Heavy Sky


Now I’m a grown man, with a child of my own, and I swear I’m not going to let her know all of the pain that I’ve known. -Art Alexakis

By Mark E. Smith

When I was 17, I spent a lot of that summer camping in Yosemite’s White Wolfe region. It was part independence building, part adventure, part escape. I attended forestry seminars that summer, and learned that wild fires can prove good for the environment. Dense forests fill up with debris, and stifle new growth; however, a wild fire clears out the old, and allows new plants and trees to grow. What initially seems like destruction, actually builds a new, stronger habitat.

At that time, I wasn’t in touch with my father. He’d walked out on my brother and me many years earlier. We were little, maybe five and six, or a bit older – it’s hard to date such things, probably because it’s too painful to remember exactly when your father left. But, I remember.

Regardless of dates or circumstances, when your father drives away for the last time, it creates a void in you that many say never goes away – it’s just a heavy sky that’s left over you. And, as the seasons pass, you learn that other people, who you love, leave and don’t come back, either. It’s emotional dominoes set into motion by the man who’s supposed to be a boy’s hero, and you learn to just fall with them, relationship after relationship, where the fear of abandonment becomes the security of being alone.

Yet, you grow strong in ways, where you never distrust because there’s always a chance that someone might stay. You’re forever a seven-year-old starring out of the living room window, with the possibility that Dad might pull up in his pick-up truck, boozed up but playful. And, so you learn to trust in a counter-intuitive way – it’s the dream that’s the only comfort to hold onto.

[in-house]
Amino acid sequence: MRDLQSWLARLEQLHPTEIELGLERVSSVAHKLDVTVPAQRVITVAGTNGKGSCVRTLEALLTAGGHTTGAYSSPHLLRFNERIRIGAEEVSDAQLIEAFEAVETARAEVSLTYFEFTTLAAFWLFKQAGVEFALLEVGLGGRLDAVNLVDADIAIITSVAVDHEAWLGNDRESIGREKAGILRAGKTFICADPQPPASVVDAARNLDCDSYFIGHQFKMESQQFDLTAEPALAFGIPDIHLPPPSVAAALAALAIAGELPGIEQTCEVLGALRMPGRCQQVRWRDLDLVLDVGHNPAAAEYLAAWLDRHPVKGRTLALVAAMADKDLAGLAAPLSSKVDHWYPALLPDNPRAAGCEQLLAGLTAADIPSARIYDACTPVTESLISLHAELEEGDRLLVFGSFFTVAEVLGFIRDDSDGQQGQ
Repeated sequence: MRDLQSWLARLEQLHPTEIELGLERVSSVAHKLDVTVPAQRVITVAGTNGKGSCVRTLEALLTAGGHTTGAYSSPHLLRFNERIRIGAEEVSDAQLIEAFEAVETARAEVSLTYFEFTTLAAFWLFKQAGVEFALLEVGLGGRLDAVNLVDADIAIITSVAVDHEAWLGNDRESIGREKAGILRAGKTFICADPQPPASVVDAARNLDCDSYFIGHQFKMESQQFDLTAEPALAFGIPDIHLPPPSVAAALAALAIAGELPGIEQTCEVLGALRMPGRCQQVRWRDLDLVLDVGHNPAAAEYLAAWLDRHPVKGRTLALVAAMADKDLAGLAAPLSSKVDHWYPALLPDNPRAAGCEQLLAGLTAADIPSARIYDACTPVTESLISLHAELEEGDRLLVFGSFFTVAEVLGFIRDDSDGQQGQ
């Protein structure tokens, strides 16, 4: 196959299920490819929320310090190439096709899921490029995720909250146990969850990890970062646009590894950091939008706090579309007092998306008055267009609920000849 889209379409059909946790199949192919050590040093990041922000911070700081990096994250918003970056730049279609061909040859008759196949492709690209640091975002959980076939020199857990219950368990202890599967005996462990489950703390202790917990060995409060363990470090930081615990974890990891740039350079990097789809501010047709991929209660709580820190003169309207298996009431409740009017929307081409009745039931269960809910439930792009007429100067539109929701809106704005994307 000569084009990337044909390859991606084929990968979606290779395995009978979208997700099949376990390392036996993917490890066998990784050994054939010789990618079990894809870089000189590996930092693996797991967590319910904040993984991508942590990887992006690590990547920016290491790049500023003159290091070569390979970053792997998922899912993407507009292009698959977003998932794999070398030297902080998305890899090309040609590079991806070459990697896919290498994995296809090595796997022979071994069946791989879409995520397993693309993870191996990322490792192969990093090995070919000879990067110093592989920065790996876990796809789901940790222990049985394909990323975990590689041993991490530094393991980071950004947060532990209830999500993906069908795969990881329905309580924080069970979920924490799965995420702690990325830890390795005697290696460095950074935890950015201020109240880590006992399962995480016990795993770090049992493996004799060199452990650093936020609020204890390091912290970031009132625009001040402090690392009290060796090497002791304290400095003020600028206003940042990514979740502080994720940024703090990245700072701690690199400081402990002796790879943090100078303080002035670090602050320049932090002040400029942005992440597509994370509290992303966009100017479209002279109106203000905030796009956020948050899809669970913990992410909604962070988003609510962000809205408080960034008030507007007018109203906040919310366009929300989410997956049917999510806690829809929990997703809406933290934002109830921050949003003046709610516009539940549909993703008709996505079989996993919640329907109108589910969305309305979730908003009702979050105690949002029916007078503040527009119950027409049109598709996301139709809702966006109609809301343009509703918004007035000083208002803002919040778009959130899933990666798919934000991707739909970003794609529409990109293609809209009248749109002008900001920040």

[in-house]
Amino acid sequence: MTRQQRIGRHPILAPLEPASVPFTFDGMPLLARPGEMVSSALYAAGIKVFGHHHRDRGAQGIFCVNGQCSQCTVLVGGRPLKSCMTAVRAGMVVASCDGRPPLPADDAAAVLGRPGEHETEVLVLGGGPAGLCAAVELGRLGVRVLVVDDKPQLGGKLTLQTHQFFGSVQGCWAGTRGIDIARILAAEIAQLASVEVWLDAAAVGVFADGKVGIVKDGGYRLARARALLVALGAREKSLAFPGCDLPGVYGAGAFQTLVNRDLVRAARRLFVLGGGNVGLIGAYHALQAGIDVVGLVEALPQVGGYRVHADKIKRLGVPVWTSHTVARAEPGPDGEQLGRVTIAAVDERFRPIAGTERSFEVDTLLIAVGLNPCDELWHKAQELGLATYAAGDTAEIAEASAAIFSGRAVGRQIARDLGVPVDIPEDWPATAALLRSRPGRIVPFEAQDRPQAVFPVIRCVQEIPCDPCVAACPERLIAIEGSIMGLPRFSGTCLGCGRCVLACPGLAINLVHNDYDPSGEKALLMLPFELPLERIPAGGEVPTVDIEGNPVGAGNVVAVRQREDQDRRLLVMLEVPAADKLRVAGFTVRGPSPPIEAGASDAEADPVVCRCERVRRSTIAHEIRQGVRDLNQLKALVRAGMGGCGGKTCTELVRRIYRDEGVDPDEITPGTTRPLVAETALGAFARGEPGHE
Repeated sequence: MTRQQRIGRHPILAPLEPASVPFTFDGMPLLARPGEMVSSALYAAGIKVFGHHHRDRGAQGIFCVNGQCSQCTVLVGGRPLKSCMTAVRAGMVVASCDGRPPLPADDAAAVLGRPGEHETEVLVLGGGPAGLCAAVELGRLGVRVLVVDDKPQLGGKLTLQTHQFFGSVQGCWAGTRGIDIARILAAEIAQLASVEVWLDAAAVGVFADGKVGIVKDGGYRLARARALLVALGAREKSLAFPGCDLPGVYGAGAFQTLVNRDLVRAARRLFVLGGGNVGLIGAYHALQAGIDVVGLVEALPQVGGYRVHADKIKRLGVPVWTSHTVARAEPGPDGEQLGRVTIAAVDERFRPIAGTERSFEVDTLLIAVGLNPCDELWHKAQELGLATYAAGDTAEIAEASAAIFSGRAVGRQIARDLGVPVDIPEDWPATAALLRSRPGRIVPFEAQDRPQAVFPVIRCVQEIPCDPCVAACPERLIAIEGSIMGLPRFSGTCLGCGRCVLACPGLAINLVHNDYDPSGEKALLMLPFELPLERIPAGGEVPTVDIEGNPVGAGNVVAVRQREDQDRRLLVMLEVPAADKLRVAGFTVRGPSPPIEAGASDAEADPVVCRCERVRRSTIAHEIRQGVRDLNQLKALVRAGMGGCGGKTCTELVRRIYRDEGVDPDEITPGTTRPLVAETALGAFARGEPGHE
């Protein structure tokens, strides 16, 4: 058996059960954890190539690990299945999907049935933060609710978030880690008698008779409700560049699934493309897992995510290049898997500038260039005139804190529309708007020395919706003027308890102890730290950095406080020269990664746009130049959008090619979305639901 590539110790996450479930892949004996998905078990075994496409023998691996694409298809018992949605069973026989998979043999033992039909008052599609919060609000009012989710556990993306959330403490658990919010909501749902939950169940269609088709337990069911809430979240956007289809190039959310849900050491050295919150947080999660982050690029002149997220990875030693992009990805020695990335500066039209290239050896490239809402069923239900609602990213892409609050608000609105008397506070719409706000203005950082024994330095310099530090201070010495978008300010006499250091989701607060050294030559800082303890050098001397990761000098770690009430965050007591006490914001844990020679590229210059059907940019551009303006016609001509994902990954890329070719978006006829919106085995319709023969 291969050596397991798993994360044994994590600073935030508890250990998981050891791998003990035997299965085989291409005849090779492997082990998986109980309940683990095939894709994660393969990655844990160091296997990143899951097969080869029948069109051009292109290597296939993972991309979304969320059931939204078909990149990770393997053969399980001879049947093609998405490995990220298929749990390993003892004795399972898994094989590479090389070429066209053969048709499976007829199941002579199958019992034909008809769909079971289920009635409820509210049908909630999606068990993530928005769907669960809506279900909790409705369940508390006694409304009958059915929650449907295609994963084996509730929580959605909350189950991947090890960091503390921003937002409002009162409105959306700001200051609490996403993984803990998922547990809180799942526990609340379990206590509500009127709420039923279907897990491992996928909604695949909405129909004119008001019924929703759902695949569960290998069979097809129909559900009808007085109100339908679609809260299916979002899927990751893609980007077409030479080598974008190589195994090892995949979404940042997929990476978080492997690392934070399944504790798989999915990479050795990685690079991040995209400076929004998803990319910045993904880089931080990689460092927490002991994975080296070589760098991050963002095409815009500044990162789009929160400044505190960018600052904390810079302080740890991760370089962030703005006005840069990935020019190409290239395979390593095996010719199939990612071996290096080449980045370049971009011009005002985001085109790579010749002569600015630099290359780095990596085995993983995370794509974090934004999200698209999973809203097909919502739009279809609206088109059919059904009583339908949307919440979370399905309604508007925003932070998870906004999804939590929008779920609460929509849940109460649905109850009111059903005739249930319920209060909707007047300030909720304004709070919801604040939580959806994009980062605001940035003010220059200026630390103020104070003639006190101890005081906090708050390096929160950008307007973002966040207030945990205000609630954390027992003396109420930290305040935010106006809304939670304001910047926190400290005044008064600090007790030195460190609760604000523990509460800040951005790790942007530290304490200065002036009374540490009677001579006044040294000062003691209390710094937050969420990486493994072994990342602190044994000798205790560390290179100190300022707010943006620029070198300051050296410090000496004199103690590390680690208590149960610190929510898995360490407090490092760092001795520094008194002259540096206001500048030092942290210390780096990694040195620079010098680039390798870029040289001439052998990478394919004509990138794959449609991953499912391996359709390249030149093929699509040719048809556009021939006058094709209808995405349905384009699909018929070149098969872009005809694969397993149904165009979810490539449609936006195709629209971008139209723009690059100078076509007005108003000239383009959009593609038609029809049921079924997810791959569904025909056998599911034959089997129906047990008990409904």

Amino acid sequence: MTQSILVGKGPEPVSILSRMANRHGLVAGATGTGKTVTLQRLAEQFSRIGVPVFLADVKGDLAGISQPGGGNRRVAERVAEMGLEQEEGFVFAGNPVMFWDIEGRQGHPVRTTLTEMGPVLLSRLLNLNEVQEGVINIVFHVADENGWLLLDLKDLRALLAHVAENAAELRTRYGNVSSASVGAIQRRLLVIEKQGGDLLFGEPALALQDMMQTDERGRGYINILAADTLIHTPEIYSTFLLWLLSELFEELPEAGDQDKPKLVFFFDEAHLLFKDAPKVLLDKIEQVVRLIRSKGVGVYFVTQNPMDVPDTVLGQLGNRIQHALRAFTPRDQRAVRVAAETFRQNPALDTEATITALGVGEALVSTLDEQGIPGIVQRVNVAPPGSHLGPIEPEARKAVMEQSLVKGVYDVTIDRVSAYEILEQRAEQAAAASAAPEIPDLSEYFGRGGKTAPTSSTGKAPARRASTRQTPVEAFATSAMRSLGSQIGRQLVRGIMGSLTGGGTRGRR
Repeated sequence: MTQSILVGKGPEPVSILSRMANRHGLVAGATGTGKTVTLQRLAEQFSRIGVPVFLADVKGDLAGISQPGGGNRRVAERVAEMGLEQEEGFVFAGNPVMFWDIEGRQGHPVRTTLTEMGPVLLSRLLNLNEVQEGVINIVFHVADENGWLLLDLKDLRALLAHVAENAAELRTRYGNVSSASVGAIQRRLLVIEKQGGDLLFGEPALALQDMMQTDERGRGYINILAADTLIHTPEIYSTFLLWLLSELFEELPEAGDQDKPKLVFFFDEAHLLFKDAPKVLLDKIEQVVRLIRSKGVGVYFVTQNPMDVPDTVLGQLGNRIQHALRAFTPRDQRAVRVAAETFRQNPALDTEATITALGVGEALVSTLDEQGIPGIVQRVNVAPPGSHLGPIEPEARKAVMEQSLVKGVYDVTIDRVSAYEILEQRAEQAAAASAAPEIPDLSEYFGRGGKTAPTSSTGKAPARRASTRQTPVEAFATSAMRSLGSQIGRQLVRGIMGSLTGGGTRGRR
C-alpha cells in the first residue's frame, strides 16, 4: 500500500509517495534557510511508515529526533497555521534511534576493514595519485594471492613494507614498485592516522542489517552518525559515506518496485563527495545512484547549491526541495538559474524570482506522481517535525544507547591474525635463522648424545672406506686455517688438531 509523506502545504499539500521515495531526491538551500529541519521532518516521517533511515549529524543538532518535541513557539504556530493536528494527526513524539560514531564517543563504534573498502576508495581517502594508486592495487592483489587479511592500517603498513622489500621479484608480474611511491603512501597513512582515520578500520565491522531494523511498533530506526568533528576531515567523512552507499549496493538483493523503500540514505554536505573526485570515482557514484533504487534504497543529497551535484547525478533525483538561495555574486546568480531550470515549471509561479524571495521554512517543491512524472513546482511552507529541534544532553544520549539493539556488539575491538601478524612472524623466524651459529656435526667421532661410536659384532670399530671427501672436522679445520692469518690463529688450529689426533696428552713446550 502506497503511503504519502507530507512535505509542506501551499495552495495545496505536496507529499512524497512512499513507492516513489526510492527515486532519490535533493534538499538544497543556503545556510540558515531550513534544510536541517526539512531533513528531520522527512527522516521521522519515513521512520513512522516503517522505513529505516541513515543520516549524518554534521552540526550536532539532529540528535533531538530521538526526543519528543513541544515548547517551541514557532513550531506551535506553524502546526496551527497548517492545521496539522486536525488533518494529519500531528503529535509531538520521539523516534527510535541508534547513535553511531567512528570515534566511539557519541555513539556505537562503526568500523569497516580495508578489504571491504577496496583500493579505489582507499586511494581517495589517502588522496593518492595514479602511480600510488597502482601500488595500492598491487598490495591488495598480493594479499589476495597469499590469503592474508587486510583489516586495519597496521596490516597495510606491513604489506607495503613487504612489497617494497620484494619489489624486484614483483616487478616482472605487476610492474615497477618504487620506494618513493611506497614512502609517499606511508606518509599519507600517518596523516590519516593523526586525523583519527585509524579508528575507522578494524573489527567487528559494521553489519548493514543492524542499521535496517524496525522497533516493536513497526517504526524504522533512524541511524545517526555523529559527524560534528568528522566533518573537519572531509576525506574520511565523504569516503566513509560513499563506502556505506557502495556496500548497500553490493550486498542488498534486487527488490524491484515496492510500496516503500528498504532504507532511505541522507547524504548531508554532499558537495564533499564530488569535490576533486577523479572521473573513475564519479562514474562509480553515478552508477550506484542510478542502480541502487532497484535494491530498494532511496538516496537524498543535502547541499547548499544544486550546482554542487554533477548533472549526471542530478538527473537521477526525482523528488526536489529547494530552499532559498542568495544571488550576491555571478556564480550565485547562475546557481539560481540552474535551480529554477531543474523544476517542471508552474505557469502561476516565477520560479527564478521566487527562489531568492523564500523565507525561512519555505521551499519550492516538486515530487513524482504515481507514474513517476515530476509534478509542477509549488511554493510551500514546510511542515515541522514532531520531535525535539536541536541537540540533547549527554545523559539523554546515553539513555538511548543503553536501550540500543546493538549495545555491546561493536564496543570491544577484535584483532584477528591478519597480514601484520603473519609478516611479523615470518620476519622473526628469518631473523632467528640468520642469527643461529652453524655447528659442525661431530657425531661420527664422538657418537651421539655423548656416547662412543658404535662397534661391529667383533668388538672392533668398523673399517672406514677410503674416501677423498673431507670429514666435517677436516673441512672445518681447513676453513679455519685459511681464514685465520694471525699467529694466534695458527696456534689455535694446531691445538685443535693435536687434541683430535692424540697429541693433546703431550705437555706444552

And, you likewise learn to never leave anyone because you don’t want her or him to know the pain that you’ve known. Yes, everyone’s going to promise to be by you till the end, but who dare live up to it? You will live up to it because you won’t be like him.

And, then there is her, your own child, and as a broken man, there’s something remarkably whole about you in that single role, where your pieces come back together, and you see everyone around you in the sunlight of spring. It’s inexplicable that where only destruction has been, beauty emerges – a single flower among ravaged woods. And, you realize that the injustice of not having a father is corrected by being a father – the better man, you are for it all.


Author: Mark E. Smith

The literary side of the WheelchairJunkie

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